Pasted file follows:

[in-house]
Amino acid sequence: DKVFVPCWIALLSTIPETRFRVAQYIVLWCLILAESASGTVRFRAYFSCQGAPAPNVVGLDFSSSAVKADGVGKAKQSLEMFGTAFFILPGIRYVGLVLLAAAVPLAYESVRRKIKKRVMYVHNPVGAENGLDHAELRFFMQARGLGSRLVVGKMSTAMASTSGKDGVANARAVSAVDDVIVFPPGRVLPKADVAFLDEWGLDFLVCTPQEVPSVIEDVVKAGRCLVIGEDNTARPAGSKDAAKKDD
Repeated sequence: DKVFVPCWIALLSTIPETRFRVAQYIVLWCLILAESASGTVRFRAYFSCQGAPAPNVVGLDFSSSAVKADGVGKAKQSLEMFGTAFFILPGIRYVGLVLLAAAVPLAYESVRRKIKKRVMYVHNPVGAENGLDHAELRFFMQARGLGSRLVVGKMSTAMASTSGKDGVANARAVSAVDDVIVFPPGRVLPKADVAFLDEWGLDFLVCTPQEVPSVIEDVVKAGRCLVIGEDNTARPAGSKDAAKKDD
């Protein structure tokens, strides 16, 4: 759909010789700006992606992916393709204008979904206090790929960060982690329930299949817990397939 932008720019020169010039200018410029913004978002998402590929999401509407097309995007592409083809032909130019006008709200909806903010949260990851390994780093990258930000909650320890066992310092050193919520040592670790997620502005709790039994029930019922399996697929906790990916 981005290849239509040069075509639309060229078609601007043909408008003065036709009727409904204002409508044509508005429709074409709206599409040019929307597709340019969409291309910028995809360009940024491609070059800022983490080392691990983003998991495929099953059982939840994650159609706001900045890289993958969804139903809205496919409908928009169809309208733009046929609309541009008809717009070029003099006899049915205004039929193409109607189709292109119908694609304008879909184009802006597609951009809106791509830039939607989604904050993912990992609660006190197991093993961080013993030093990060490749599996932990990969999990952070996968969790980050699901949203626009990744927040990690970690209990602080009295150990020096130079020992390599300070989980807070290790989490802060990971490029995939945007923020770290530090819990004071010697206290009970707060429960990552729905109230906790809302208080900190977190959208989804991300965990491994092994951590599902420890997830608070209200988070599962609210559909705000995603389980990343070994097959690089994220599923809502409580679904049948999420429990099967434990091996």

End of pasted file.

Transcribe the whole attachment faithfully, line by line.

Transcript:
[in-house]
Amino acid sequence: DKVFVPCWIALLSTIPETRFRVAQYIVLWCLILAESASGTVRFRAYFSCQGAPAPNVVGLDFSSSAVKADGVGKAKQSLEMFGTAFFILPGIRYVGLVLLAAAVPLAYESVRRKIKKRVMYVHNPVGAENGLDHAELRFFMQARGLGSRLVVGKMSTAMASTSGKDGVANARAVSAVDDVIVFPPGRVLPKADVAFLDEWGLDFLVCTPQEVPSVIEDVVKAGRCLVIGEDNTARPAGSKDAAKKDD
Repeated sequence: DKVFVPCWIALLSTIPETRFRVAQYIVLWCLILAESASGTVRFRAYFSCQGAPAPNVVGLDFSSSAVKADGVGKAKQSLEMFGTAFFILPGIRYVGLVLLAAAVPLAYESVRRKIKKRVMYVHNPVGAENGLDHAELRFFMQARGLGSRLVVGKMSTAMASTSGKDGVANARAVSAVDDVIVFPPGRVLPKADVAFLDEWGLDFLVCTPQEVPSVIEDVVKAGRCLVIGEDNTARPAGSKDAAKKDD
């Protein structure tokens, strides 16, 4: 759909010789700006992606992916393709204008979904206090790929960060982690329930299949817990397939 932008720019020169010039200018410029913004978002998402590929999401509407097309995007592409083809032909130019006008709200909806903010949260990851390994780093990258930000909650320890066992310092050193919520040592670790997620502005709790039994029930019922399996697929906790990916 981005290849239509040069075509639309060229078609601007043909408008003065036709009727409904204002409508044509508005429709074409709206599409040019929307597709340019969409291309910028995809360009940024491609070059800022983490080392691990983003998991495929099953059982939840994650159609706001900045890289993958969804139903809205496919409908928009169809309208733009046929609309541009008809717009070029003099006899049915205004039929193409109607189709292109119908694609304008879909184009802006597609951009809106791509830039939607989604904050993912990992609660006190197991093993961080013993030093990060490749599996932990990969999990952070996968969790980050699901949203626009990744927040990690970690209990602080009295150990020096130079020992390599300070989980807070290790989490802060990971490029995939945007923020770290530090819990004071010697206290009970707060429960990552729905109230906790809302208080900190977190959208989804991300965990491994092994951590599902420890997830608070209200988070599962609210559909705000995603389980990343070994097959690089994220599923809502409580679904049948999420429990099967434990091996």